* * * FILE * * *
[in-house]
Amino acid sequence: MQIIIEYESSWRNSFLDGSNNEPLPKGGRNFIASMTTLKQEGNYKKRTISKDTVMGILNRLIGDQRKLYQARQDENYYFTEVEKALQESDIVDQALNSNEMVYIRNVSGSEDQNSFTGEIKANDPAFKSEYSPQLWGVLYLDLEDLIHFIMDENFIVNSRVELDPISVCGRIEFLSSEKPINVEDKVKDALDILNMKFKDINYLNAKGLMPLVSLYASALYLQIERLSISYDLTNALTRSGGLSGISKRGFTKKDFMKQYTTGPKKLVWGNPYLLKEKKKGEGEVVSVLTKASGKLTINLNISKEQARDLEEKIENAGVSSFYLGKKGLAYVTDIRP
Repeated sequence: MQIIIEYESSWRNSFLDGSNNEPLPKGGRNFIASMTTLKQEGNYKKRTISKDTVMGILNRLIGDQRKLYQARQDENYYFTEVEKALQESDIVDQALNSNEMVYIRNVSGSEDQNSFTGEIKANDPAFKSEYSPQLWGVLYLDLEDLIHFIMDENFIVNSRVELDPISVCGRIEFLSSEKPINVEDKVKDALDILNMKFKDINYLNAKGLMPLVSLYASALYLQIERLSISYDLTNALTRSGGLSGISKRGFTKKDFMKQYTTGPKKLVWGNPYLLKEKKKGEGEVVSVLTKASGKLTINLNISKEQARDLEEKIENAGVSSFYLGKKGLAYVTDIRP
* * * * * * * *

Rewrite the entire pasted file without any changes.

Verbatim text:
[in-house]
Amino acid sequence: MQIIIEYESSWRNSFLDGSNNEPLPKGGRNFIASMTTLKQEGNYKKRTISKDTVMGILNRLIGDQRKLYQARQDENYYFTEVEKALQESDIVDQALNSNEMVYIRNVSGSEDQNSFTGEIKANDPAFKSEYSPQLWGVLYLDLEDLIHFIMDENFIVNSRVELDPISVCGRIEFLSSEKPINVEDKVKDALDILNMKFKDINYLNAKGLMPLVSLYASALYLQIERLSISYDLTNALTRSGGLSGISKRGFTKKDFMKQYTTGPKKLVWGNPYLLKEKKKGEGEVVSVLTKASGKLTINLNISKEQARDLEEKIENAGVSSFYLGKKGLAYVTDIRP
Repeated sequence: MQIIIEYESSWRNSFLDGSNNEPLPKGGRNFIASMTTLKQEGNYKKRTISKDTVMGILNRLIGDQRKLYQARQDENYYFTEVEKALQESDIVDQALNSNEMVYIRNVSGSEDQNSFTGEIKANDPAFKSEYSPQLWGVLYLDLEDLIHFIMDENFIVNSRVELDPISVCGRIEFLSSEKPINVEDKVKDALDILNMKFKDINYLNAKGLMPLVSLYASALYLQIERLSISYDLTNALTRSGGLSGISKRGFTKKDFMKQYTTGPKKLVWGNPYLLKEKKKGEGEVVSVLTKASGKLTINLNISKEQARDLEEKIENAGVSSFYLGKKGLAYVTDIRP